Numbers 8 -- 9
The Israelites gained their freedom from Egypt as they observed the Passover. The blood was placed on the doorpost, but, equally important, they were commanded to eat the lamb, as well as to be prepared to march out of Egypt when God gave the command.
Freedom from Egypt did not mean that they were free to do as they pleased. In Egypt they were under the heartless slavery of Pharaoh; now they were free to follow the leadership of the One True God, who loved them and would soon make it possible for them to enter the Promised Land.
One year after leaving Egypt the Lord spoke to Moses in the wilderness of Sinai . . . Let the children of Israel keep the Passover. . . . In the fourteenth day of this month . . . keep it . . . according to all the rites of it (Numbers 9:1-3).
The Passover was a reminder of how the Israelites gained their freedom. Not only were they to partake of the Passover feast, but they were also required to bring the offering of the Lord: The man . . . that forbears (fails) to keep the Passover . . . shall be cut off from among his people: because he brought not the offering of the Lord . . . that man shall bear his sin (9:13).
The Passover was not only a remembrance of how they were delivered, but it was also a witness to the spiritual unity of the tribes. It was not an individual matter to be done at ones convenience, but a community participation.
Following the Passover, they would be prepared for their journey.
What a breathtaking sight it must have been to see the cloud of God's presence cover the Tabernacle on the day it was completed and raised up. At evening there was upon the Tabernacle as it were the appearance of fire, until the morning. So it was alway; the cloud covered it by day, and the appearance of fire by night (9:15-16) -- to lead His people throughout all their journeys (Exodus 40:34-38). And so it was. . . . whether it were two days, or a month, or a year, that the cloud tarried upon the Tabernacle. . . . At the commandment of the Lord they rested in the tents, and at the commandment of the Lord they journeyed (Numbers 9:21-23).
Christ our Passover is slain for us (I Corinthians 5:7). Our observance of the Lords Supper is a reminder that, because of His atoning death, we were made free from sin, became a child of God, and are prepared for the wilderness journeys through life. What the Passover was to the Israelites, the atoning death of Jesus is for all believers. It was Jesus who said: As often as you eat this bread, and drink this cup, you do show forth the Lords death till He come (I Corinthians 11:26). It is said of the early church that, upon the first day of the week when the disciples came together to break bread, Paul preached unto them (Acts 20:7).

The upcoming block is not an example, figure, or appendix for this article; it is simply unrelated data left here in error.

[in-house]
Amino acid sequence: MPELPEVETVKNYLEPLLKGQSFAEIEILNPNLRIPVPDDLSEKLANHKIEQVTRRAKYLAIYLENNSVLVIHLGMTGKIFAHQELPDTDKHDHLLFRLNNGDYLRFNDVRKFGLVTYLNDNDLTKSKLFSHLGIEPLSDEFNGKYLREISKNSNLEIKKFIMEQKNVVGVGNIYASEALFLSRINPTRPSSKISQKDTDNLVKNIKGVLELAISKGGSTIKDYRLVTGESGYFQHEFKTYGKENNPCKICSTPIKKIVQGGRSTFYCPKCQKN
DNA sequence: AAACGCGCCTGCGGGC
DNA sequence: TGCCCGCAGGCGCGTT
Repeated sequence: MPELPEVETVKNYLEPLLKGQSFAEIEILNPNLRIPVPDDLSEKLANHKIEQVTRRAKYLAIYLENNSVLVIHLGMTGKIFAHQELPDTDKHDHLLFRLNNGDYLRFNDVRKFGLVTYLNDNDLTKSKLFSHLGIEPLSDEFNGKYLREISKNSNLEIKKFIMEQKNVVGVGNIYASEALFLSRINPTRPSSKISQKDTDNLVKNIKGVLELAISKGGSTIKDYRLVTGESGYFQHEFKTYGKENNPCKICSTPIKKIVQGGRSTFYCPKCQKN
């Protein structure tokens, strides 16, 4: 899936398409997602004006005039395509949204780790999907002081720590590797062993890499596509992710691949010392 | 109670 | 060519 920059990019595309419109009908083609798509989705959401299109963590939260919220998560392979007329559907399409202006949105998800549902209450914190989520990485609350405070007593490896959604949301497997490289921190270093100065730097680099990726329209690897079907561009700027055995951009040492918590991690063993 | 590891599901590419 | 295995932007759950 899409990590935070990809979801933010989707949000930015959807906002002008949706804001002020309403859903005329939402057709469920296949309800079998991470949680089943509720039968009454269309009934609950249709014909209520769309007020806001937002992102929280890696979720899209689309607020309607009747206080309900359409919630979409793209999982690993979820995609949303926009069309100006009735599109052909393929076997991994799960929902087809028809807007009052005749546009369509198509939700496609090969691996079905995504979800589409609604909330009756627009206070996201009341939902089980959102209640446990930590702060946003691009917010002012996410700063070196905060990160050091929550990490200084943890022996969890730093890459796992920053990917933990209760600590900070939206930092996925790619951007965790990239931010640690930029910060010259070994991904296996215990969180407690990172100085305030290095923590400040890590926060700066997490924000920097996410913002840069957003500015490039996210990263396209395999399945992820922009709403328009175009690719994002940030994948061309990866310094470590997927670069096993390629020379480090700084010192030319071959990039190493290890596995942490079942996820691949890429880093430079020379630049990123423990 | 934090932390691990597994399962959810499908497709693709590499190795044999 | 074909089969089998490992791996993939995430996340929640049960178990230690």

Just as the Lord determined the journey of the Israelite tribes, He has a plan for you as you journey through life. Our supreme aim should be to accomplish His purpose for creating us. When God is our guide, what is there to fear? He has provided a reliable threefold Guide for direction -- His perfect Word, the indwelling Holy Spirit, and the power of prayer: It is God who works in you both to will and to do of His good pleasure (Philippians 2:13).
The Passover serves as a beautiful illustration of the redemption Christ accomplished at Calvary as the Lamb of God (Numbers 9:2; compare John 1:29; I Cor. 5:7).
8:2 over against means in front of; 8:11 execute means perform; 8:14 Mine means for God's special purpose; 8:18 for means instead of; 8:26 keep the charge means assisted in the duties and assignments; 9:13 forbeareth means neglects.
BPM Staff: Benjamin Wallace · Pray for The Bible League · Pray for the Bible Pathway International Radio broadcast sponsored by Jack and Barbara Michael · Country: Uganda (23 million) in eastern Africa · Major languages: English and Luganda · Religious freedom · 51% Roman Catholic; 30% Protestant; 10% animist; 7% Muslim · Prayer Suggestion: Praise God in prayer and with singing for His Word is pure and His works are done in truth (Psalms 33:2-4).
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